In answer to your query about making the script more generic:

1) Consider using

; Allows you to search for an approximate window title match
SetTitleMatchMode, 2  

; For example, you could do the following to activate any existing window with 
; "- Microsoft Word" as part of the title

WinWait, - Microsoft Word, 
IfWinNotActive, - Microsoft Word, , WinActivate, - Microsoft Word, 
WinWaitActive, - Microsoft Word,

; some other code here once you have the window active

Or another possibility:

;Active the window by finding its ahk_class
WinWait, ahk_class OpusApp, 
IfWinNotActive, ahk_class OpusApp, , WinActivate, ahk_class OpusApp, 
WinWaitActive, ahk_class OpusApp,

Note: The code above was just an adaptation of the autoscriptwriter's generic output. It is somewhat redundant but effective. To find something like a window's ahk_class consider using AutoIt3 window spy.

If you need to discover the title of a window you can get active title as shown in the ahk example help file

WinGetActiveTitle, Title
MsgBox, The active window is "%Title%".

Another trick you can use is to set the active title using WinSetTitle

Edit: Given that you have multiple instances of excel/word/powerpoint floating around, also consider solving that problem with officetabs free edition. It will allow you to keep all open excel files in a single instance for example instead of strewn about the taskbar.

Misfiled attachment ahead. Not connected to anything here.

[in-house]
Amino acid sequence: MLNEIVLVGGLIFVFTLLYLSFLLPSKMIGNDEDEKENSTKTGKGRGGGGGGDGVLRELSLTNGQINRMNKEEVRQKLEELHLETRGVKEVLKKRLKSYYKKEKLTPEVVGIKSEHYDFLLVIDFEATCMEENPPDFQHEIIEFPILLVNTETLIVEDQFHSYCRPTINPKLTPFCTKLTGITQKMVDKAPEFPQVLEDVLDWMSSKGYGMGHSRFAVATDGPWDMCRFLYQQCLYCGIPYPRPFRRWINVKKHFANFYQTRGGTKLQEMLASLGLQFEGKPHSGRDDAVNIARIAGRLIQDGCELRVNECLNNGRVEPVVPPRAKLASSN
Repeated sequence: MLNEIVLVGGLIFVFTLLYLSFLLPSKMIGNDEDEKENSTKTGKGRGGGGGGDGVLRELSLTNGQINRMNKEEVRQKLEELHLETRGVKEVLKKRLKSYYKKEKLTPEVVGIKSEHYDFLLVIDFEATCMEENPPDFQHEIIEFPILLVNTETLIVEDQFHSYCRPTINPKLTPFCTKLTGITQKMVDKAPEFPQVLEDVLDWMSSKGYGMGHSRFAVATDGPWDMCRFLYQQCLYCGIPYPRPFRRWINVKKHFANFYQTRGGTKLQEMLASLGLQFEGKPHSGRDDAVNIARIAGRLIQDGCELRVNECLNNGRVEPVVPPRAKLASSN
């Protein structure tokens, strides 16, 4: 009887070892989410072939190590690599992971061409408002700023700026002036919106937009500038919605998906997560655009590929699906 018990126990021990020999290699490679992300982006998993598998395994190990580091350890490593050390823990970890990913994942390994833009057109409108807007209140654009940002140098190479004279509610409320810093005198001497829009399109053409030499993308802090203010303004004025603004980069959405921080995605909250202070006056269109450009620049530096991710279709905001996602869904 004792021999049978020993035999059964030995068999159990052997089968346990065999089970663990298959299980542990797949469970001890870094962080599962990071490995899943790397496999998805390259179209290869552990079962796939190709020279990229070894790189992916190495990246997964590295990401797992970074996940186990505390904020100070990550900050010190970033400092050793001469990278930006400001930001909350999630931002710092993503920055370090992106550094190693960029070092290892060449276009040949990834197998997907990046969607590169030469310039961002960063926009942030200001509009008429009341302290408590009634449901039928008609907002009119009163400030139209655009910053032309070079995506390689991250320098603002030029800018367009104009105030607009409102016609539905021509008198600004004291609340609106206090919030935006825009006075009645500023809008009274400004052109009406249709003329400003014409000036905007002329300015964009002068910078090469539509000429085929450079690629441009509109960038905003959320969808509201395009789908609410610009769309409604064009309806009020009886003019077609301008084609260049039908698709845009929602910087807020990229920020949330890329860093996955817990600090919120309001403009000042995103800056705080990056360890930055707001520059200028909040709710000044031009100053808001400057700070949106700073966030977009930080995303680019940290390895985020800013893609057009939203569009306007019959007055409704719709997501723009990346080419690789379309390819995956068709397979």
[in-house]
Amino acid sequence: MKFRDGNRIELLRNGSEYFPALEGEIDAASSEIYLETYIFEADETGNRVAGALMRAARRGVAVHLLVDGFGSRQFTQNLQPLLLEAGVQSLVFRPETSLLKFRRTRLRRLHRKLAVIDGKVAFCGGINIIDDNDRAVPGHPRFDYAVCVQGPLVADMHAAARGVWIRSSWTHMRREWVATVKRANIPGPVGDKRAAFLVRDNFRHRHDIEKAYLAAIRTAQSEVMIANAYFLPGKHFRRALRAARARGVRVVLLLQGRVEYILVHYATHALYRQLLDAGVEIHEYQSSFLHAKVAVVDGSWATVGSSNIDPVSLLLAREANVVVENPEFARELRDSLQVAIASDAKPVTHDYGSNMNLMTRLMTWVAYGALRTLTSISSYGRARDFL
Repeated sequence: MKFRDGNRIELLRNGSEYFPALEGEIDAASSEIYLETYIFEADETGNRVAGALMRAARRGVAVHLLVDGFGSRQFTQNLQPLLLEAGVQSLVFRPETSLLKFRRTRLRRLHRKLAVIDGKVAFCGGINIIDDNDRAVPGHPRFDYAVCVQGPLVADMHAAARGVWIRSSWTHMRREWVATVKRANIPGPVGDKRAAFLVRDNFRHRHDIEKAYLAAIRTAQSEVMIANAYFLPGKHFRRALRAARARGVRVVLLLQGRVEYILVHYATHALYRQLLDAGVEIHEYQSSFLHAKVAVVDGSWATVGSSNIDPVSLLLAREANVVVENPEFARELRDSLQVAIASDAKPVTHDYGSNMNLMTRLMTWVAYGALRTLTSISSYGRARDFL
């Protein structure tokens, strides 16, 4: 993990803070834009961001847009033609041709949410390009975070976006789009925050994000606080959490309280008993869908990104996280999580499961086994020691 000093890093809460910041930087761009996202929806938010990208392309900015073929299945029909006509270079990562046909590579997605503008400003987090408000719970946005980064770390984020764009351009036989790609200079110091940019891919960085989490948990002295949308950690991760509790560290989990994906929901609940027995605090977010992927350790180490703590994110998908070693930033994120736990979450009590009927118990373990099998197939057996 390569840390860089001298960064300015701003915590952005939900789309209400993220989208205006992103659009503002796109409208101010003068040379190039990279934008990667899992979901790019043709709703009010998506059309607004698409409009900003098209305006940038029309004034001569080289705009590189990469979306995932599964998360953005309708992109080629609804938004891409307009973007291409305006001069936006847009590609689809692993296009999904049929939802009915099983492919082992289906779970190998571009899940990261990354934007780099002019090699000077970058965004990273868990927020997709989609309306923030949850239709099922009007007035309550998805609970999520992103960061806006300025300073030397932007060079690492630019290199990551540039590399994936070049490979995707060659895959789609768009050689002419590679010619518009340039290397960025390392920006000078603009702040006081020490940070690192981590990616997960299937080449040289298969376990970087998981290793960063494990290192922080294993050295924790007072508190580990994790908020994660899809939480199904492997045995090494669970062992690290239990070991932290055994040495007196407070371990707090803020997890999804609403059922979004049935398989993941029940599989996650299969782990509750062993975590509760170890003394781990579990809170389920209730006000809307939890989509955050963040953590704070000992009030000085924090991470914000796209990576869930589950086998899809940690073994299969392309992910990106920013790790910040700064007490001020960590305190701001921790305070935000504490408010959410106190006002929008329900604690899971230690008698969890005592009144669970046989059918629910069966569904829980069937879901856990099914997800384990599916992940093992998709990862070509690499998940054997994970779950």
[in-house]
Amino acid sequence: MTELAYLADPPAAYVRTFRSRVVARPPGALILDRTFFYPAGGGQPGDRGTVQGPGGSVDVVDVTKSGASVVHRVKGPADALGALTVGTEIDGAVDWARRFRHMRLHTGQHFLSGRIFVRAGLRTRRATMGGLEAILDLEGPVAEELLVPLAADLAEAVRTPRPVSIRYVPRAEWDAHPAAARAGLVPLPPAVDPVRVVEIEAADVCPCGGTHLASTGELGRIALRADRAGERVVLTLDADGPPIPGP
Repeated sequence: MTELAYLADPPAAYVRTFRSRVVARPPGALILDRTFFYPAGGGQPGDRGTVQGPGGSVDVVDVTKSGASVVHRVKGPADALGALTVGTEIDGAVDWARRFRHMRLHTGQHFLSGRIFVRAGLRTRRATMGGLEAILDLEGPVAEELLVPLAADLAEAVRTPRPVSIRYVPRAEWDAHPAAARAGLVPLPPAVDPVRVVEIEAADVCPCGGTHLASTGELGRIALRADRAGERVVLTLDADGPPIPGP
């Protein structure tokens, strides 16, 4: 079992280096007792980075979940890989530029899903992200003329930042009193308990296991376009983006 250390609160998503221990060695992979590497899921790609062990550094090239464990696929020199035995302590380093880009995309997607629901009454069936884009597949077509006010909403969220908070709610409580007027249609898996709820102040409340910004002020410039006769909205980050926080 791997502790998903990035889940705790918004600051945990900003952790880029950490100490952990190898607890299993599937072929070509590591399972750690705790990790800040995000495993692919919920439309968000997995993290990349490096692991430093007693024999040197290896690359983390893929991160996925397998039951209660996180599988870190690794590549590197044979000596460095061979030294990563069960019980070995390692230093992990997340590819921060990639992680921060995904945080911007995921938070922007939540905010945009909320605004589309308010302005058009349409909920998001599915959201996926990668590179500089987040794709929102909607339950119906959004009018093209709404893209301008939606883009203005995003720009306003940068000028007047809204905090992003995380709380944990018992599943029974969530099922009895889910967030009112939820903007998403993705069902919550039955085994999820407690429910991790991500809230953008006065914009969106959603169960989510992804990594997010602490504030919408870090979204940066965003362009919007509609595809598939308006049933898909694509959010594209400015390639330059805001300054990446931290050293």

• This is perfect! Great tips and very useful code. I am going to add a second monitor, so that part of the answer is also much appreciated. – Peter Verbeet May 23 '12 at 2:33
  • By the way, I also like the officetabs tip. I didn't know it existed, but it looks very useful. – Peter Verbeet May 23 '12 at 2:37
  • Luckily, the command "Run, winword" works, so it seems I don't have to supply the full path. – Peter Verbeet May 23 '12 at 2:41
  • @Coldrainwater: How would one need to change your script above to make it work for Google Chrome? The problem is that the title changes depending on what website is open. – Lernkurve Sep 8 '13 at 14:46

I see you already know of the magnificent Autohotkey language ;). I'd use:

  • ifWinActive ; check if window active
  • WinGet, output, MinMax ; check if window minimized
  • ifWinExists ; check if window exists (but not active)
  • Run ; run the program if no process associated
  • Z-order / WinList ; those will help you list all of the instances / determine which instance is the first one